It's being reported on this morning that Foxconn Technology Group workers on an assembly line that makes Apple's iPhone 5 walked off their jobs yesterday, said advocacy group China Labor Watch. Three to four thousand production employees only returned to work today after management threatened to fire them for failure to show up for work.
Overly Strict iPhone 5 Product Quality
The workers action happened after they were being made to work through a holiday week and being subject to "overly strict" product-quality demands without adequate training, the group said in a press release dated Oct. 5. The walkout was the result of demands placed by Apple on its manufacturer to improve the quality of the iPhone 5 after customers complained that the company's latest handset had scratches, China Labor Watch said.
China Labor Watch further stated that quality control inspectors fell into to conflicts with workers and were beat up multiple times by workers. Factory management turned a deaf ear to complaints about these conflicts and took no corrective measures. The result of both of these circumstances was a widespread work stoppage on the factory floor among workers and inspectors.
The majority of workers who participated in this strike were workers from the OQC (onsite quality control) line. According to workers, multiple iPhone 5 production lines from various factory buildings were in a state of paralysis for the entire day. It was reported that factory management and Apple, despite design defects, raised strict quality demands on workers, including indentations standards of 0.02mm and demands related to scratches on frames and back covers. With such demands, employees could not even turn out iPhones that met the standard. This led to a tremendous amount of pressure on workers. On top of this, they were not permitted to have a vacation during the holiday. This combination of factors led to the strike.
That quality control inspectors would also strike is of no surprise. According to workers, there was a fight between workers and quality control inspectors in area K that led to the damage in inspection room CA, the injury of some people, and the hospitalization of others. After this, another similar incident occurred in area K, once again leading to quality control inspectors getting beat up. Yesterday, inspectors in area L received physical threats. When inspectors reported these issues to factory management, the management simply ignored and turned their back on the issue. For these reasons, all day and night shift inspectors carried out a work stoppage today that paralyzed the production lines.
CLW Executive Director Li Qiang said, "This strike is a result of the fact that these workers just have too much pressure."
On September twenty-sixth we questioned in our report: "Were the Riots at Foxconn about Not Being Paid Overtime Related to the iPhone 5?" What China Labor Watch describes above is very much in line with the riots that Foxconn downplayed as having nothing to do with Apple.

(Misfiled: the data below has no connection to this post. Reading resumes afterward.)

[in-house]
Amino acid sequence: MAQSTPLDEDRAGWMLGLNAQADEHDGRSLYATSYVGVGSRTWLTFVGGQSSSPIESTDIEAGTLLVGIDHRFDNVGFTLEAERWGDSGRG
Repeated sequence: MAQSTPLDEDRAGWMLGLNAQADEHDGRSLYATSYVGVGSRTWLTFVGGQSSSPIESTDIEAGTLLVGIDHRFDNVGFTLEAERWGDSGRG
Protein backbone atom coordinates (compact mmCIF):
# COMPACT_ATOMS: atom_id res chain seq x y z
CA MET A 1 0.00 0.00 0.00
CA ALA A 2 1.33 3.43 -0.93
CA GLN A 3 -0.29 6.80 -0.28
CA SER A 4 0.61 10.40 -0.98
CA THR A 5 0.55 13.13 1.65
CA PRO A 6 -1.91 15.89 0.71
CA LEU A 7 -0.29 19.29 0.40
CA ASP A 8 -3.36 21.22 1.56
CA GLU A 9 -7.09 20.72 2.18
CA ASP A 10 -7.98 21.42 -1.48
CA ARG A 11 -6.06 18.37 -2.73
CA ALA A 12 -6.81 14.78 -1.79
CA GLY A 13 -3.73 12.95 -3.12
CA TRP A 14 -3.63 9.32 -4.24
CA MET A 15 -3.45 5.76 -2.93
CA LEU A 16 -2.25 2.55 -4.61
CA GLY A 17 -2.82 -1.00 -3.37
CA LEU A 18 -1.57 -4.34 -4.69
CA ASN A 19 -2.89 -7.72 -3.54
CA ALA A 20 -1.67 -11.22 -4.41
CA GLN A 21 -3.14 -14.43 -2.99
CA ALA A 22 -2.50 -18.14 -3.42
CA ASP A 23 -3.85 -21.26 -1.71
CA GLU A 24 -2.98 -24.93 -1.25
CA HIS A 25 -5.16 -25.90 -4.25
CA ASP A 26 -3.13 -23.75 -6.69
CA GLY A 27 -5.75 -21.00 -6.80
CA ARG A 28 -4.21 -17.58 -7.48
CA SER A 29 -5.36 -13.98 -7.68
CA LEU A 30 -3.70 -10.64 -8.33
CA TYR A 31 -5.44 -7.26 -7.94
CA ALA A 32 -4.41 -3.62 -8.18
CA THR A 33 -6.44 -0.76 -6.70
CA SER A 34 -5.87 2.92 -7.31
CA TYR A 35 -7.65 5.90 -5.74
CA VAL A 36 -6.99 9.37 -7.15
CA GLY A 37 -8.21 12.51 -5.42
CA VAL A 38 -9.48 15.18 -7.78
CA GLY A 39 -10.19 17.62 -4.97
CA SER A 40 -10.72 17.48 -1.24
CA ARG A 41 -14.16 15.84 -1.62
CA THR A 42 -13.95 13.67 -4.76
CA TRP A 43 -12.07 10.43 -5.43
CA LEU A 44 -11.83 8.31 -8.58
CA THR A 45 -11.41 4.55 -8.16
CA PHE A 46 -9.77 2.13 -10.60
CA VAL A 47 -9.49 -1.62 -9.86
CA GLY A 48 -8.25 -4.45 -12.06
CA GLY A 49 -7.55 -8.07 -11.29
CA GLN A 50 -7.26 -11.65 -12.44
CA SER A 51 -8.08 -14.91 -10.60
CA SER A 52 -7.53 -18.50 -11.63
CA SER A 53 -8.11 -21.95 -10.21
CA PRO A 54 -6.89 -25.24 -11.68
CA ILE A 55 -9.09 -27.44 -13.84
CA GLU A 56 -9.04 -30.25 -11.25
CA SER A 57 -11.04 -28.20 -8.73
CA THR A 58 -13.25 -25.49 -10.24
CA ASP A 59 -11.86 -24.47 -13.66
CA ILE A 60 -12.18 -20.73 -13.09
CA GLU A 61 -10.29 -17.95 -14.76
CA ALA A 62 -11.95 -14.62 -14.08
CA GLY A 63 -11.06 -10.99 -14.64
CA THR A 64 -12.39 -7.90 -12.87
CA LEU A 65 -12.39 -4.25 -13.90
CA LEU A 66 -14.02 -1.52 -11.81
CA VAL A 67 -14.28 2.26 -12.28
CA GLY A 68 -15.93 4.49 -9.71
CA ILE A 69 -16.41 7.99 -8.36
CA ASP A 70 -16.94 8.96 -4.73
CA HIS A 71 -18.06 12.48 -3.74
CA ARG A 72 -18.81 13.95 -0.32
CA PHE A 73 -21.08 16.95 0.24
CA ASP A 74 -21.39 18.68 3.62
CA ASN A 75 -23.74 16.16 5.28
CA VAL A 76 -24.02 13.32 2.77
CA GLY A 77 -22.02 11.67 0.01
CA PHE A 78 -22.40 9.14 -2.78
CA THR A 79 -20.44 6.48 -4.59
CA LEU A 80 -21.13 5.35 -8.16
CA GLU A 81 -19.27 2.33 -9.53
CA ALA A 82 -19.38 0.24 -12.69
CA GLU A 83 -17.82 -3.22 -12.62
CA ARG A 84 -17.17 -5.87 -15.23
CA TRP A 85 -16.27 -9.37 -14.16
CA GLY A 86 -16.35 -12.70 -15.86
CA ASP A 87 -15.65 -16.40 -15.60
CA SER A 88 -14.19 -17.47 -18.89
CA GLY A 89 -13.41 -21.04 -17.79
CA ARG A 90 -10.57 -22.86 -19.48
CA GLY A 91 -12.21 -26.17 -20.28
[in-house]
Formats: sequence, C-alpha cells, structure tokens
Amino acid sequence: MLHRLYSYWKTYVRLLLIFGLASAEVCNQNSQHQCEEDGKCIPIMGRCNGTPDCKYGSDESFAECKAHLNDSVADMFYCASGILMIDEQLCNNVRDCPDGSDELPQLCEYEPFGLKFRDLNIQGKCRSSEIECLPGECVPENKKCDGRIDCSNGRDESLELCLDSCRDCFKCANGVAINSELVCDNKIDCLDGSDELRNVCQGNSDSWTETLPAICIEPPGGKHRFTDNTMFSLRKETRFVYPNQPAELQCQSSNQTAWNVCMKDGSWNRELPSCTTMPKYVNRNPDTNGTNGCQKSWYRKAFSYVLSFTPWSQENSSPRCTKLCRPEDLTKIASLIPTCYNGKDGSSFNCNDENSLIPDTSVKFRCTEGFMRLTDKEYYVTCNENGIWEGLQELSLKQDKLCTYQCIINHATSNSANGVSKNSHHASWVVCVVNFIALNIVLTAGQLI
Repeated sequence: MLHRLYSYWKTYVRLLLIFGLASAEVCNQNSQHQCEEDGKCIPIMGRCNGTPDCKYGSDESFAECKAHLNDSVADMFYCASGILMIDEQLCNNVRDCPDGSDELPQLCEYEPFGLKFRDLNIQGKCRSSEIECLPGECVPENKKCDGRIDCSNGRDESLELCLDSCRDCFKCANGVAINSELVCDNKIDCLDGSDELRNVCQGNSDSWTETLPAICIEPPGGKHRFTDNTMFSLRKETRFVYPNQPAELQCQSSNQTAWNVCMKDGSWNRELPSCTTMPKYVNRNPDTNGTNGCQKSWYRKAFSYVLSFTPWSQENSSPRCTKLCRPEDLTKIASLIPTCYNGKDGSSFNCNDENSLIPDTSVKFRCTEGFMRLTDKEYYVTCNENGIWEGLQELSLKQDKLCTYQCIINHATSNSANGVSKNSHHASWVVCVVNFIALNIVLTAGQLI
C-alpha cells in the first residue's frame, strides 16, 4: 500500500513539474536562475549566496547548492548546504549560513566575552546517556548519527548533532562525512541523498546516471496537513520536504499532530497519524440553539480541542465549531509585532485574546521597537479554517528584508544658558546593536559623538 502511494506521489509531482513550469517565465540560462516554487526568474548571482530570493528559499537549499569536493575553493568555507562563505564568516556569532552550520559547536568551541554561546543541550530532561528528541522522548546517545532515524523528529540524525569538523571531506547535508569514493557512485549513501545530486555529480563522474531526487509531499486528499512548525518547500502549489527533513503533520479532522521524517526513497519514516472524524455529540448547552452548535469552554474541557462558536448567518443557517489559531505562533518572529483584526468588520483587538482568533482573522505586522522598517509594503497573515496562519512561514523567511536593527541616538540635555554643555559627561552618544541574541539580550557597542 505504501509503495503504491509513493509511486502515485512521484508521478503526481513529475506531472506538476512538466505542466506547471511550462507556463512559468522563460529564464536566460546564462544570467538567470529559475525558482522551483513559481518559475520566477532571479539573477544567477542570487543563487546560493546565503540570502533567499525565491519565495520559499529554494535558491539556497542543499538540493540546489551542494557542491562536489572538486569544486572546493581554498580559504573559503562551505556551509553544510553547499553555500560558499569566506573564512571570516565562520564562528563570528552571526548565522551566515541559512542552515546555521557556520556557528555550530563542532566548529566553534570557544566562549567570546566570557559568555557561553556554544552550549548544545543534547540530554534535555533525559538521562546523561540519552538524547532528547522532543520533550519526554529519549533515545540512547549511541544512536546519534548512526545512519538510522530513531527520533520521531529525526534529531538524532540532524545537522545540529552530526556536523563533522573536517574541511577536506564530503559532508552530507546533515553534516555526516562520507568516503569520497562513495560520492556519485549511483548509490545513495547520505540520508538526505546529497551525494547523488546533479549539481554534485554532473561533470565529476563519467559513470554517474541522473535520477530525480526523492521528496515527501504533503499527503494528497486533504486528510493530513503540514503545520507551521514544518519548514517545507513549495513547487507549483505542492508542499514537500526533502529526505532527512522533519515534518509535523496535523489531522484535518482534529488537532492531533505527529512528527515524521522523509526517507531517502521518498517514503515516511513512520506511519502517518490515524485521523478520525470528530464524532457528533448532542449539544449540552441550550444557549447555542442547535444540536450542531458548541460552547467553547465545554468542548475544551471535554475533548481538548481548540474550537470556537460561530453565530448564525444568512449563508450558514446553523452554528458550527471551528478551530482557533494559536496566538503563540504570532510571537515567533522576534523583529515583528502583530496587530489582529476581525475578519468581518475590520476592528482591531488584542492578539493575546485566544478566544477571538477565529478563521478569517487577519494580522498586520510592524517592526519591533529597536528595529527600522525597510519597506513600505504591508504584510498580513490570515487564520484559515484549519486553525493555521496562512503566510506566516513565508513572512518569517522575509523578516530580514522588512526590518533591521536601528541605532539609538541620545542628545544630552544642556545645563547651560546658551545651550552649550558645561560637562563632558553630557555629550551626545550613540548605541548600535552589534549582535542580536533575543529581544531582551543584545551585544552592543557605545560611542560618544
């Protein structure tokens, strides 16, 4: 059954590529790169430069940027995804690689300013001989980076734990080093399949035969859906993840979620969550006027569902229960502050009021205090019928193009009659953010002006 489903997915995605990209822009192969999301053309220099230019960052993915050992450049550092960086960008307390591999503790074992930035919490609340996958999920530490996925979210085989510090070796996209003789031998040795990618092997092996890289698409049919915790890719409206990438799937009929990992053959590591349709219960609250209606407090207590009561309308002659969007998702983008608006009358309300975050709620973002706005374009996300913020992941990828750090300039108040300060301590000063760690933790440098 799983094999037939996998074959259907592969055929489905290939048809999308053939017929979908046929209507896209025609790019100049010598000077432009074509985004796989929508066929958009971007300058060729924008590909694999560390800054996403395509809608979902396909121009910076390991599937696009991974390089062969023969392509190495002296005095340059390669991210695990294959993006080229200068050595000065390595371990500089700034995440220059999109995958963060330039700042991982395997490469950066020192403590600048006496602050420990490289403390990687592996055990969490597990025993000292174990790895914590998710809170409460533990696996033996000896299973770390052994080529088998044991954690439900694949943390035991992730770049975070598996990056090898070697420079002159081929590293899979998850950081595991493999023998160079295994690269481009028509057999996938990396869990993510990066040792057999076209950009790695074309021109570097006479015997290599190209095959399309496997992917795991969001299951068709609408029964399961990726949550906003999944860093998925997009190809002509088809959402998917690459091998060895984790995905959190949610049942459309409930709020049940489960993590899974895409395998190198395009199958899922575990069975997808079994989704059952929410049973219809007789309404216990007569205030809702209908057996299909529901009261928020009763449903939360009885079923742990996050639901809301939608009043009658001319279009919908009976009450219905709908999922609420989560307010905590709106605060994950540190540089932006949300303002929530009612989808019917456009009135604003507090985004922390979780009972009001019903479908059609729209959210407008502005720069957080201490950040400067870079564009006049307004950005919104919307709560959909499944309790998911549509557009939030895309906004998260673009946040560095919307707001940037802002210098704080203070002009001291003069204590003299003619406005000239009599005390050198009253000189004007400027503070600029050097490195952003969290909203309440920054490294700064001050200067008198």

Yet in a report that China Labor Watch made public in late July titled "Beyond Foxconn: Deplorable Working Conditions Characterize Apple's Entire Supply Chain," they stated that Apple's labor rights violations were rampant throughout Apple's supply chain and specifically at an Apple Supplier at the Riteng factory in Shanghai.
China Labor Watch's number one finding in their report was excessive overtime. The report states that the "average overtime in most of the factories was between 100 and 130 hours per month, and between 150 and 180 hours per month during peak production season, well above China's legal limits."
Update 11 AM: China Labor Watch Adds an Update to their Report:
"From October 1st to October 8th, it is the national Holiday in China. Foxcom [Foxconn] required workers in the ZhengZhou Factory to work during this time to meet the production demand of iPhone 5. On October 5th, workers from the OQC (onsite quality control) line went to the factory and then left due to the conflicts. Foxcom [Foxconn] denied that these workers striked. However, according to the workers, they went on strike instead of not volunteering to work overtime."
If you're asking the question who is China Labor Watch to begin with, they were founded in 2000 as an independent not-for-profit organization. In the past ten years, CLW has collaborated with unions, labor organizations and the media to conduct a series of in-depth assessments of factories in China that produce toys, bikes, shoes, furniture, clothing, and electronics for some of the largest U.S. companies. CLW’s New York office creates reports from these investigations, educates the international community on supply chain labor issues, and pressures corporations to improve conditions for workers.
Meanwhile, CLW’s Shenzhen office works closely with local factories and services migrant workers in Guangdong through free Legal Consulting Hotline Program, Community Training in collective bargaining, and Train the Trainer Program to enhance the local capacity in labor movements.
So China Labor Watch isn't some little Chinese blog reporting on news in general, they're connected to labor issues and have people on the ground. That's what gives their reporting credibility over a corporation who could be saying anything in a "statement" to keep their contract with Apple humming along. Then again, that's one man's opinion and you could judge for yourself.